Aspiration is a tricky area for schools to negotiate. Teachers, parents and students all aspire to an end result but they often don't agree on what this should be.
At my school, this is a particular issue for female pupils. The majority of the children are from Pakistani Muslim backgrounds where there are strong expectations that female family members will perform roles around the home. Although some of our parents are ambitious for their daughters, we still have a group of families with low academic expectations of their girls. How do we reach them?
Mothers are the way in. We often find that their own aspirations were curtailed by family expectations. "I didn't have the opportunity, but I'm going to make sure it's different for my daughter," they say.
To help us build on mothers' aspirations, we work with the charity Mosaic. Founded by the Prince of Wales, Mosaic inspires young people from deprived communities to realise their talents and potential. Its mentoring programme is a perfect fit for us, as it not only raises the aspirations of Muslim girls but also empowers their mothers.
The programme consists of 10 weekly, hour-long sessions for mothers and another 10 for daughters. The girls explore issues such as confidence, communication and role models, while the mothers look at topics including citizenship and understanding British education. To complement the sessions, mothers and daughters are provided with resource booklets that they can refer to throughout the course and beyond. And a university visit, hosted by student ambassadors, provides exposure to further education. Mothers and daughters are invited to a prominent university to participate in workshops, a tour of the campus and a presentation about university life.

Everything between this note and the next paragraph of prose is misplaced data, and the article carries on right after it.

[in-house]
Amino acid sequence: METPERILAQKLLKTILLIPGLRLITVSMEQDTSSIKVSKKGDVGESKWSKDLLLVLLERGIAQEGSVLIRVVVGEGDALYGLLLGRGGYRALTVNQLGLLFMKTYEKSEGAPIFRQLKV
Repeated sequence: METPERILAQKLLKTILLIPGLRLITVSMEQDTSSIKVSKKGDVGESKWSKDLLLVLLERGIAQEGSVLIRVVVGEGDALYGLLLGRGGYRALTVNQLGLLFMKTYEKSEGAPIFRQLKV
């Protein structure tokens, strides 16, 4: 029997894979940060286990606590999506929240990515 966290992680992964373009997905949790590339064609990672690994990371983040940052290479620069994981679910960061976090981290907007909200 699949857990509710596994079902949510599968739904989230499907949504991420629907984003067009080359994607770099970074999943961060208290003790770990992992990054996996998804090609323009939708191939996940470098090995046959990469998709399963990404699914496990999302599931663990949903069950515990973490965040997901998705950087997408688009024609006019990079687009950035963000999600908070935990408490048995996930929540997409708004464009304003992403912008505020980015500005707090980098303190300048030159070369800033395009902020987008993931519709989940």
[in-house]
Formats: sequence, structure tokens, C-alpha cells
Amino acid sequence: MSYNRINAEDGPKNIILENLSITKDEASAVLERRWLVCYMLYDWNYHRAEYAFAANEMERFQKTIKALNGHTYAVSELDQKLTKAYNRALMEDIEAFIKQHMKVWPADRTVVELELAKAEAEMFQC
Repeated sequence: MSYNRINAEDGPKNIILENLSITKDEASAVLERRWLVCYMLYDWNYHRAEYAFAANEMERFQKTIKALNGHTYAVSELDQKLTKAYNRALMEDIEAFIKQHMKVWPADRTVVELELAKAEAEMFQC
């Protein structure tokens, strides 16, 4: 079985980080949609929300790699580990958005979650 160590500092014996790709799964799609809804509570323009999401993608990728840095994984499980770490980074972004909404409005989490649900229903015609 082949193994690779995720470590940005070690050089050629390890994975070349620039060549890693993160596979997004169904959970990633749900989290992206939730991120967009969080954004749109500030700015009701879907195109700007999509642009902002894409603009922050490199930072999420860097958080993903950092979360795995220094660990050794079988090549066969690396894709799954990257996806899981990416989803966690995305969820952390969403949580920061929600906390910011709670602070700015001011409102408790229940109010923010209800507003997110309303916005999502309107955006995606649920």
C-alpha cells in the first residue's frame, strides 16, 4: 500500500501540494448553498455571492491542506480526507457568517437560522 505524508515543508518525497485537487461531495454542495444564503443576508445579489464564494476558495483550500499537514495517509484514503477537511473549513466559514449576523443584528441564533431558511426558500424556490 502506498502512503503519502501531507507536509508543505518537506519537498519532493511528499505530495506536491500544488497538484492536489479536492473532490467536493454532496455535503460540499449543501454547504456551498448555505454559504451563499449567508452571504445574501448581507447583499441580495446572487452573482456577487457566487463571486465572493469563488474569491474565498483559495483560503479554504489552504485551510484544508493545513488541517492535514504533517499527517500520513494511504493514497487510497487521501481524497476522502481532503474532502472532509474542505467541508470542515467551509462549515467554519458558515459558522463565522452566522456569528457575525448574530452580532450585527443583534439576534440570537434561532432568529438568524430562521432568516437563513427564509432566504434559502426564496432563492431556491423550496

The scheme also brings in professional women from the community to act as mentors and role models, inspiring students to pursue careers in a range of sectors.
The impact on our school has been huge: confidence has increased and aspirations have been raised. There is a real eagerness among mothers to support and engage their daughters in long-term education.
So, how can you do the same in your school? Here are some practical tips on making a programme like this work.
Focus on initial engagement
Enthuse the girls about the project - their enjoyment and appreciation will help to persuade their mothers to join. The obvious pleasure the girls receive from sharing one-to-one time with a parent can really give momentum to the programme.
Fit sessions around the family
Many mothers are often tied up after school hours, taking children to the mosque for religious lessons and preparing the evening meal. Run mothers' sessions during the day, preferably timing them to finish at the end of school. Provide a crche so that preschool children can be cared for during the session.
We struggled to maintain attendance over the weeks. Many mothers are not used to going to regular meetings or classes, and start times for events in our community are often flexible. We found that ringing parents on the morning of the lesson helped to keep the numbers up.
Address mothers' aspirations
Limits have often been placed on the mothers' own aspirations and they may lack the confidence to put themselves forward. Encourage them to speak out in the sessions, sharing what they were good at when they were young. Helping these women to remember their own ambitions often results in them wanting to support their daughters' aspirations.
Raise literacy skills
Mothers' spoken and written English may be limited, but mentors who speak the same language can help with communication. Filling in the handbooks together, or talking through the questions rather than writing answers, empowers everyone.
Organise a university visit
Understand and address family concerns about girls attending university. Talk about the level of cultural understanding and the support services available for students. Share statistics on how many university students are from similar backgrounds and the variety of courses they are studying; we want parents to know that plenty of Muslim girls go to university. Finally, make sure the visit caters for the presence of young siblings.
This programme was a huge success for us. Not only did it help girls to feel more confident and to speak about what they wanted for their lives but it enabled their mothers to grow in confidence, using skills they didn't even know they had.
The writer is a primary headteacher in the West Midlands
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